In the present work we investigate the dependence of local field potential (LFP) on spiking activity and how this relationship can be influenced by experimental conditions (such as a motor task or behavioral state of the animal) which likely involve different neural populations and different correlations between spiking activity and LFP. Motivated by the success of a similar approach in simpler contexts and in anesthetized animals (Rasch, Logothetis et al. 2009), to accomplish this we use a simple linear approach, in which the LFP is just expressed as a convolution of the spike sequence (or the multi unit activity, MUA) with a kernel, the latter being determined by a criterion of optimal reconstruction. We found that phase relationships between spikes and LFP at frequencies below 40 Hz are determinant to understand linear dependence. This is consistent with other studies (Rasch, Gretton et al. 2008) according to which phase and power of LFP in lower frequency band (<10 Hz) are significant predictors of spiking activity, together with LFP power in high ([40 90] Hz) band. We also found that, further disentangling signals that hypothetically result from different neural populations which are involved in a given behavioral task, we can improve the kernel estimation for the assumed linear dependence of LFP on spiking activity. For example, dealing with separate classes of putative excitatory and inhibitory neurons, studying separately the LFP phase at which spikes are emitted, can increase the fraction of LFP estimated from spiking activity.

Role of behavioral state in linear estimation of local field potentials / D'Andrea, Valeria. - (2013 Dec 16).

Role of behavioral state in linear estimation of local field potentials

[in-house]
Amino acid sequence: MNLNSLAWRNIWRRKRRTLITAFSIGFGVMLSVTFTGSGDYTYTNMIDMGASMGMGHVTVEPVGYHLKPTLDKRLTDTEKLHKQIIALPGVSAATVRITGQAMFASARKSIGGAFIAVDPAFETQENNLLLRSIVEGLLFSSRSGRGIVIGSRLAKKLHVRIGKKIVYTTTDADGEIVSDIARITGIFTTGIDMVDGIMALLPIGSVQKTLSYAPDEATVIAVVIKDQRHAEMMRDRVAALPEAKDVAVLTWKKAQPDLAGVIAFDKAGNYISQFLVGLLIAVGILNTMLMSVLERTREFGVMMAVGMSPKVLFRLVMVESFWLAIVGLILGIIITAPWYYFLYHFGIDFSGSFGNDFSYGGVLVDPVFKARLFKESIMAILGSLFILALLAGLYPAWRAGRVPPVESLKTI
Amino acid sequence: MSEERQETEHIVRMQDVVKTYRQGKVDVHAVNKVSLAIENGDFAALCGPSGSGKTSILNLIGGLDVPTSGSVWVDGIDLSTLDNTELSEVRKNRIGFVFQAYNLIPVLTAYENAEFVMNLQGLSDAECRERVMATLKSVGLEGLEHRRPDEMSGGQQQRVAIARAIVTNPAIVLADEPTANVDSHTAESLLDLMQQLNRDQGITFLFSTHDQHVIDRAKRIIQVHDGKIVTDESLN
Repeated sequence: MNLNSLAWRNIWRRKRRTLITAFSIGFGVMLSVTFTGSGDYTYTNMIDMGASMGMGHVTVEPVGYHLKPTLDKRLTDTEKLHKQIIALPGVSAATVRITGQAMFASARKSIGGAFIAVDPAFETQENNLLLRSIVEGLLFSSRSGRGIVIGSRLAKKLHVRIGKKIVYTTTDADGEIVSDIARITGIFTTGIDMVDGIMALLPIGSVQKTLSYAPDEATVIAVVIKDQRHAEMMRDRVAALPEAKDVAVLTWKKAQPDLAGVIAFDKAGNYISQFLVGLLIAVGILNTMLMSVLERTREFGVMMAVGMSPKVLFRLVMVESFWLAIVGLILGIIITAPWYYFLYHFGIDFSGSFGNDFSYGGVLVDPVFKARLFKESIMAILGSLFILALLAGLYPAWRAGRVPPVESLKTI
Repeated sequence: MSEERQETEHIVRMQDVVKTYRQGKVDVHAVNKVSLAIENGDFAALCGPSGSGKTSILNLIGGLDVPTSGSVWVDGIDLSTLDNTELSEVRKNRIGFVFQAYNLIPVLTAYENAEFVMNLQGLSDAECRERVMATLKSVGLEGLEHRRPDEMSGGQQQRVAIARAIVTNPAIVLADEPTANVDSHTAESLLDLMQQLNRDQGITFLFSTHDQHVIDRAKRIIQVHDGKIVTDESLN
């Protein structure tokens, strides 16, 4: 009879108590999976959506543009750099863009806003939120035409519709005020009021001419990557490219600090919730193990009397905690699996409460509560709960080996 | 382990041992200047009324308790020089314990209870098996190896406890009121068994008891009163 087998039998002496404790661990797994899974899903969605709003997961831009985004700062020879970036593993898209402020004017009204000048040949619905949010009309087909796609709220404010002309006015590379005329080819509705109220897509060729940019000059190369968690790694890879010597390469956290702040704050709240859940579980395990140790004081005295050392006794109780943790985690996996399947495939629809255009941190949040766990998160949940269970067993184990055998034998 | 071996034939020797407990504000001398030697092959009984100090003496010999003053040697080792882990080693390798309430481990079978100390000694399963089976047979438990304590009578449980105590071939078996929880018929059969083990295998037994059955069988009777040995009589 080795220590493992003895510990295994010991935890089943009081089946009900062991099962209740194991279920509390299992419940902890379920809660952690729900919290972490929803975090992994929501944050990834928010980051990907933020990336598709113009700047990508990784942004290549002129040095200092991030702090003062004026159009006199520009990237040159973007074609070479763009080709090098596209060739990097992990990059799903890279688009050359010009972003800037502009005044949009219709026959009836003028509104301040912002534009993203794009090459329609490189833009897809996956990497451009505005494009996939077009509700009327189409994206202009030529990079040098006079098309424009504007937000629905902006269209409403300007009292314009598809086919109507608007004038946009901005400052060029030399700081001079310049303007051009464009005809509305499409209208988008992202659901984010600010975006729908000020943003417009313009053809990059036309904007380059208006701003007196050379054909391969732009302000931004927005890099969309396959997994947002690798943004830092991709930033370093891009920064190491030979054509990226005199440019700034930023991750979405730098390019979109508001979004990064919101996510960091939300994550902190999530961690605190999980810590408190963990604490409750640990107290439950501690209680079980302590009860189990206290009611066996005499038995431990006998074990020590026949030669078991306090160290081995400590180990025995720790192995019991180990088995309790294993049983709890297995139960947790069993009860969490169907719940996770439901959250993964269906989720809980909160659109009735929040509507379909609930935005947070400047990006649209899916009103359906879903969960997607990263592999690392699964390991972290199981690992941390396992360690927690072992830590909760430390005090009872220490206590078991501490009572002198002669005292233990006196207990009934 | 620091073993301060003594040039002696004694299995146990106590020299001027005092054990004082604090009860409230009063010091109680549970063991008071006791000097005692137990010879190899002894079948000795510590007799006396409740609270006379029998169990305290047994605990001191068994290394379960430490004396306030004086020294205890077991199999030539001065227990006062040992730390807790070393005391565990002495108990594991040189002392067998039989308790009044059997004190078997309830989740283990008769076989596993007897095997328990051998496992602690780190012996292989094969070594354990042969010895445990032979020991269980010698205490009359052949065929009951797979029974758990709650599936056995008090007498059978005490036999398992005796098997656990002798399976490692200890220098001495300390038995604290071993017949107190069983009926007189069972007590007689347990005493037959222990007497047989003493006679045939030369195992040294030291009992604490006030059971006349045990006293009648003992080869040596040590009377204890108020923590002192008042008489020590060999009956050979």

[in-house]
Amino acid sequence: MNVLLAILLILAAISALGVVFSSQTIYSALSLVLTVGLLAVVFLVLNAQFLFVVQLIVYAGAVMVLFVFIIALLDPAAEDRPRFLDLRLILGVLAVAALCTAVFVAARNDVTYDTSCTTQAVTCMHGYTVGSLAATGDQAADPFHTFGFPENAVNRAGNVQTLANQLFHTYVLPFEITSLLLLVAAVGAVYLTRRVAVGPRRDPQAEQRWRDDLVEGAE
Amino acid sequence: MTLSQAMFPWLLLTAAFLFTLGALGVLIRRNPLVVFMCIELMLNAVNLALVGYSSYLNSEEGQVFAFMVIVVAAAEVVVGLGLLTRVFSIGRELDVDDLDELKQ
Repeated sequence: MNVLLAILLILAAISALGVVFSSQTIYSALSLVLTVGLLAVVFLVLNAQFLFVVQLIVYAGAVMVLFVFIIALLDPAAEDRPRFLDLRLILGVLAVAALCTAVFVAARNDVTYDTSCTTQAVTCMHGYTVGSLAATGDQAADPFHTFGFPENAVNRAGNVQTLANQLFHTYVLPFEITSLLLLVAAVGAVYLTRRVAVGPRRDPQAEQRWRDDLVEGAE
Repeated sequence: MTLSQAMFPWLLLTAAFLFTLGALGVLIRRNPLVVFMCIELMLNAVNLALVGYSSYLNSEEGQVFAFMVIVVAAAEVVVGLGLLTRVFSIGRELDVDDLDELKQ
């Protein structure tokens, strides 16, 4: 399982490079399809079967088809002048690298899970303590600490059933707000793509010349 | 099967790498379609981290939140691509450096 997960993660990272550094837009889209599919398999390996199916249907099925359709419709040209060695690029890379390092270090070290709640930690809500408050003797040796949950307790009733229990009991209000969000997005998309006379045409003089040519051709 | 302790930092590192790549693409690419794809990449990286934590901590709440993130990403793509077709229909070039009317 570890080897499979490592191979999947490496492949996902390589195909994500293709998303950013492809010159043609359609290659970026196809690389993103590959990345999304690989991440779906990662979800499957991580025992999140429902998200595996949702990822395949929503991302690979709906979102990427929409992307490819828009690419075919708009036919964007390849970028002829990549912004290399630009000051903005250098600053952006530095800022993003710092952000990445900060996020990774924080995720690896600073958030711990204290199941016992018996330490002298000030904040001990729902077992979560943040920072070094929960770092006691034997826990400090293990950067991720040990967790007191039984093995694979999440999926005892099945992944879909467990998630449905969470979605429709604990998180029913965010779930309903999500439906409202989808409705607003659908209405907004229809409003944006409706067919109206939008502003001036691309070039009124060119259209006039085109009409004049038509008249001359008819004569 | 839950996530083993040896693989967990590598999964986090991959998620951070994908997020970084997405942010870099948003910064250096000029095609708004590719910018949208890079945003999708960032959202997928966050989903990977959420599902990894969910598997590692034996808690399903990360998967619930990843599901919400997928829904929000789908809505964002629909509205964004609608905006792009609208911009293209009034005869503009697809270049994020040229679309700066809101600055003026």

D'ANDREA, Valeria
2013

Abstract

In the present work we investigate the dependence of local field potential (LFP) on spiking activity and how this relationship can be influenced by experimental conditions (such as a motor task or behavioral state of the animal) which likely involve different neural populations and different correlations between spiking activity and LFP. Motivated by the success of a similar approach in simpler contexts and in anesthetized animals (Rasch, Logothetis et al. 2009), to accomplish this we use a simple linear approach, in which the LFP is just expressed as a convolution of the spike sequence (or the multi unit activity, MUA) with a kernel, the latter being determined by a criterion of optimal reconstruction. We found that phase relationships between spikes and LFP at frequencies below 40 Hz are determinant to understand linear dependence. This is consistent with other studies (Rasch, Gretton et al. 2008) according to which phase and power of LFP in lower frequency band (<10 Hz) are significant predictors of spiking activity, together with LFP power in high ([40 90] Hz) band. We also found that, further disentangling signals that hypothetically result from different neural populations which are involved in a given behavioral task, we can improve the kernel estimation for the assumed linear dependence of LFP on spiking activity. For example, dealing with separate classes of putative excitatory and inhibitory neurons, studying separately the LFP phase at which spikes are emitted, can increase the fraction of LFP estimated from spiking activity.
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Utilizza questo identificativo per citare o creare un link a questo documento: https://hdl.handle.net/11573/1659782
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